9. Settled agriculture, the diversion of watercourses, the extraction of minerals, the emission of heat and noxious gases into the atmosphere, commercial forests, and genetic manipulation are all examples of human intervention in natural systems during the course of development. Until recently, such interventions were small in scale and their impact limited. Today's interventions are more drastic in scale and impact, and more threatening to life-support systems both locally and globally. This need not happen. At a minimum, sustainable development must not endanger the natural systems that support life on Earth: the atmosphere, the waters, the soils, and the living beings.10. Growth has no set limits in terms of population or resource use beyond which lies ecological disaster. Different limits hold for the use of energy, materials, water, and land. Many of these will manifest themselves in the form of rising costs and diminishing returns, rather than in the form of any sudden loss of a resource base. The accumulation of knowledge and the development of technology can enhance the carrying capacity of the resource base. But ultimate limits there are, and sustainability requires that long before these are reached, the world must ensure equitable access to the constrained resource and reorient technological efforts to relieve the pressure.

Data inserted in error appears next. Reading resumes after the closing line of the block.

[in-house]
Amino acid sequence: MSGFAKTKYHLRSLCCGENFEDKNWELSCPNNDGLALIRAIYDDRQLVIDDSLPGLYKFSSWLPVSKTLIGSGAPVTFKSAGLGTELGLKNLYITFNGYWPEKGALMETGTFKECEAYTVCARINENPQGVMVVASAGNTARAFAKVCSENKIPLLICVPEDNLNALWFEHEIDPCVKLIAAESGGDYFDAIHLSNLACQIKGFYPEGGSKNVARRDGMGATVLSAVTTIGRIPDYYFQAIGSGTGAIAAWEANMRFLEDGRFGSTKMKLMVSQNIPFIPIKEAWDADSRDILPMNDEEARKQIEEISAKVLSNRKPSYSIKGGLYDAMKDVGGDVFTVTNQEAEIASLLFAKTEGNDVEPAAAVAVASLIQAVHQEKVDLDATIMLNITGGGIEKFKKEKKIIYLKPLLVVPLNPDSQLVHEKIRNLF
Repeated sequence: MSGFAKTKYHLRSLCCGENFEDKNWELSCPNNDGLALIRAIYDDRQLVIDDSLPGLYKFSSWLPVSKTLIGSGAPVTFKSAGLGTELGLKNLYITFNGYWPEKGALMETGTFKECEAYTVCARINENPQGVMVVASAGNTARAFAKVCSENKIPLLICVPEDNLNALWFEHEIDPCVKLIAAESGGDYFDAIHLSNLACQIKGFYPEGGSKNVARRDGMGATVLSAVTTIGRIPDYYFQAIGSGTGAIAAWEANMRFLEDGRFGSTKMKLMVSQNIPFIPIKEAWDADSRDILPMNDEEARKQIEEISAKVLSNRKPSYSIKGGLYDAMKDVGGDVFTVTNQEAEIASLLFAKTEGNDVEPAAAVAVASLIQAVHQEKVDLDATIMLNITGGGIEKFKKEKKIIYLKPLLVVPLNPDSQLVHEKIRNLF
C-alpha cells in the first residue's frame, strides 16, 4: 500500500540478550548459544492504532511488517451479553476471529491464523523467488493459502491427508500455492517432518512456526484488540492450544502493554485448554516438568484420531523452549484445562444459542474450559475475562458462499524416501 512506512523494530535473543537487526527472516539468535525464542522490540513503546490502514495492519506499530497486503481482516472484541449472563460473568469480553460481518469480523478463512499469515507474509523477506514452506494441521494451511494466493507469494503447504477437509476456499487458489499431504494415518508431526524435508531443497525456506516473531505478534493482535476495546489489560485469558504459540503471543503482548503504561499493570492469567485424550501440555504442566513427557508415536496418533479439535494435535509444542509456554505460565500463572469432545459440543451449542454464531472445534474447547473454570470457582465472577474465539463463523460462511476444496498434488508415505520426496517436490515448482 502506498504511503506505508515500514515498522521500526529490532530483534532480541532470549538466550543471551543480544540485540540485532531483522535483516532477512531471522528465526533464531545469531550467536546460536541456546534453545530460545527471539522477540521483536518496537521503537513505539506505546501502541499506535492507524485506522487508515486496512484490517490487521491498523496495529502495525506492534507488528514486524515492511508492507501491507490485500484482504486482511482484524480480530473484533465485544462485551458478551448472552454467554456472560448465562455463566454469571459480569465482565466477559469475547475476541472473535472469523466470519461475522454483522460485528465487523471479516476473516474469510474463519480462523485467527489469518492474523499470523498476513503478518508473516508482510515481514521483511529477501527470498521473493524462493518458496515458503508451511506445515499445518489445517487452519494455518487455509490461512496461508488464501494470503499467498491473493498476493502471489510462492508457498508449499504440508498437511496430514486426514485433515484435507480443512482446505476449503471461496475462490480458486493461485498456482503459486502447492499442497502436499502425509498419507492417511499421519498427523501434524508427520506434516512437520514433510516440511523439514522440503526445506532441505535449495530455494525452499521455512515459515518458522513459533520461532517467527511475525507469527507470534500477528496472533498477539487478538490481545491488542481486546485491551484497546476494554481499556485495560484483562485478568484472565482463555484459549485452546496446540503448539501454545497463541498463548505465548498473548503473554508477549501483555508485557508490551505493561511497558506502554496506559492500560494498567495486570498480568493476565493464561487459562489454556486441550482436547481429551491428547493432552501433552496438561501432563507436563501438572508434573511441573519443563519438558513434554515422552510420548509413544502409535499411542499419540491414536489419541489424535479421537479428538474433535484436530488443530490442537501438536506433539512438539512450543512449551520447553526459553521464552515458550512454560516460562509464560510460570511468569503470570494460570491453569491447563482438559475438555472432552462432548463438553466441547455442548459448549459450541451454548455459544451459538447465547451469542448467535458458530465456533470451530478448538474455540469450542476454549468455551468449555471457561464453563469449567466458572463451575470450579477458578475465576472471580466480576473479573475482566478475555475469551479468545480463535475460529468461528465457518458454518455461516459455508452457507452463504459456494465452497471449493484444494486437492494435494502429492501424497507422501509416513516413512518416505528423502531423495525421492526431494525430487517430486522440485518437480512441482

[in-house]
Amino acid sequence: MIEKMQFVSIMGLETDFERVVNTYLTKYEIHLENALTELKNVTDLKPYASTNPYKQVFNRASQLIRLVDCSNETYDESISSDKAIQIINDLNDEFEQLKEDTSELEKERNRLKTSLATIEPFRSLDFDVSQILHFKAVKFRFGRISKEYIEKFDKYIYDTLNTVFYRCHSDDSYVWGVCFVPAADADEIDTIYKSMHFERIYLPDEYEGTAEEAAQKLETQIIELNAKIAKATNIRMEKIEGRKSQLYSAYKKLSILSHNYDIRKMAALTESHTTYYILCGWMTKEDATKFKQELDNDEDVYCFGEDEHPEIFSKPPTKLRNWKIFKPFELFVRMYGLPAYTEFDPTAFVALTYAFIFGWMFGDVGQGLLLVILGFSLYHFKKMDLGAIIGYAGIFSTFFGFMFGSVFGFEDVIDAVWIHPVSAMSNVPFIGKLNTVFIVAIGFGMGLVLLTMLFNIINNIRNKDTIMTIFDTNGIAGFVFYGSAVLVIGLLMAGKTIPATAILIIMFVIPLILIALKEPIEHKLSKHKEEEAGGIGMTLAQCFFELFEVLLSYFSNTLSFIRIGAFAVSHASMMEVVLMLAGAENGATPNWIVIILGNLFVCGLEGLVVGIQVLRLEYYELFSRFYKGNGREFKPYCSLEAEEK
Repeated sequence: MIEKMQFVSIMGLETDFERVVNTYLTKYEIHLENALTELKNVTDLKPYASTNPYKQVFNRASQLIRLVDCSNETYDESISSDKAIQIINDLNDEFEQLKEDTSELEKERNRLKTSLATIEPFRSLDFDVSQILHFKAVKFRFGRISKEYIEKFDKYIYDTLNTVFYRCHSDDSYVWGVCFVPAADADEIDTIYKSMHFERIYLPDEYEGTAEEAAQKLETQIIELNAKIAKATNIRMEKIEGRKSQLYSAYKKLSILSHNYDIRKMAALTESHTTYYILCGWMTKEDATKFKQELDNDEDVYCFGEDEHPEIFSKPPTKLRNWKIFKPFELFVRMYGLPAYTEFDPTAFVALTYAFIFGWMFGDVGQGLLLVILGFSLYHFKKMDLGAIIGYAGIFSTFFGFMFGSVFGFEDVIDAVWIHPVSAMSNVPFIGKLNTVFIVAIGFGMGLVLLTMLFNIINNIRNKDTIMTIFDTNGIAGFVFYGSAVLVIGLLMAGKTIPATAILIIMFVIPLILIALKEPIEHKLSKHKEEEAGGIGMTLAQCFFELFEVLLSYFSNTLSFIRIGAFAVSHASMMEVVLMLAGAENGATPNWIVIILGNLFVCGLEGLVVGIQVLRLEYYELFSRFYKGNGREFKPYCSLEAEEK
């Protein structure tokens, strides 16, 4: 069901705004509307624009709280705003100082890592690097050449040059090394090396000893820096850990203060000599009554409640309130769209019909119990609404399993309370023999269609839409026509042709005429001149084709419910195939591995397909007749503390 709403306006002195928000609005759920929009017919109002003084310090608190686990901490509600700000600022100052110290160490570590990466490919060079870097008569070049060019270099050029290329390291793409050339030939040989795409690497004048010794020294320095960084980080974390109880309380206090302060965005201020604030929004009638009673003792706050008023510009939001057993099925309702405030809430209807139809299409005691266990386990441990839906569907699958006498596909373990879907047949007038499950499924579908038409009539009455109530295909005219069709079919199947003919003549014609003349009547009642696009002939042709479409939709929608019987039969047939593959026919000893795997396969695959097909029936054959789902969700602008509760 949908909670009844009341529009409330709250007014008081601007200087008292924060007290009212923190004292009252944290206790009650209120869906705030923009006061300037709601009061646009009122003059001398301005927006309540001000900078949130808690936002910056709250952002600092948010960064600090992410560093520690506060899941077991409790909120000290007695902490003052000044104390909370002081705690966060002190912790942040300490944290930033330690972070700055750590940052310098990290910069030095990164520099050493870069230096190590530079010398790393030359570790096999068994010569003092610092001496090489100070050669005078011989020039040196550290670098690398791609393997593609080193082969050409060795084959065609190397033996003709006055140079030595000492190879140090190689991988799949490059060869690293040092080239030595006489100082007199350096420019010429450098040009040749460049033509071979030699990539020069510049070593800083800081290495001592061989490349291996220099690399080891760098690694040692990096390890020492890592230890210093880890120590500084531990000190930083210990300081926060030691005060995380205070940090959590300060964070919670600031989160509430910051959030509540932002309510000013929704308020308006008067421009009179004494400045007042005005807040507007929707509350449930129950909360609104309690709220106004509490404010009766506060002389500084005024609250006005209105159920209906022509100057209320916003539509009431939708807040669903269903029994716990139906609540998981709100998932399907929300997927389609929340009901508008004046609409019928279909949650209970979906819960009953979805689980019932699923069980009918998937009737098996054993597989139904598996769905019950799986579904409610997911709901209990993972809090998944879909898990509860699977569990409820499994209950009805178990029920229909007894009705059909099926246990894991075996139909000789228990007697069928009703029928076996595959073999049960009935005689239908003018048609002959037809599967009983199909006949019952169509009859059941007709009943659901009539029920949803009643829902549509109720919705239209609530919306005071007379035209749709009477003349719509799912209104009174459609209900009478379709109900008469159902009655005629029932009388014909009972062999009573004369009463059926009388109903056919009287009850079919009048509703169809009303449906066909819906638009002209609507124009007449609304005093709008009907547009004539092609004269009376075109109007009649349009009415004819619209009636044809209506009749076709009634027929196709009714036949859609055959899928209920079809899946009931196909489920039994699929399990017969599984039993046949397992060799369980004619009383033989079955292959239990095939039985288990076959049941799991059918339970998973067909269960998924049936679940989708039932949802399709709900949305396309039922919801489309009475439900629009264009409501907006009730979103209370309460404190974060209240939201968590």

11. Economic growth and development obviously involve changes in the physical ecosystem. Every ecosystem everhwhere cannot be preserved intact. A forest may be depleted in one part of a watershed and extended elsewhere, which is not a bad thing if the exploitation has been planned and the effects on soil erosion rates, water regimes, and genetic losses have been taken into account. In general, renewable resources like forest and fish stocks need not be depleted provided the rate of use is within the limits of regeneration and natural growth. But most renewable resources are part of a complex and interlinked ecosystem, and maximum sustainable yield must be defined after taking into account system-wide effects of exploitation.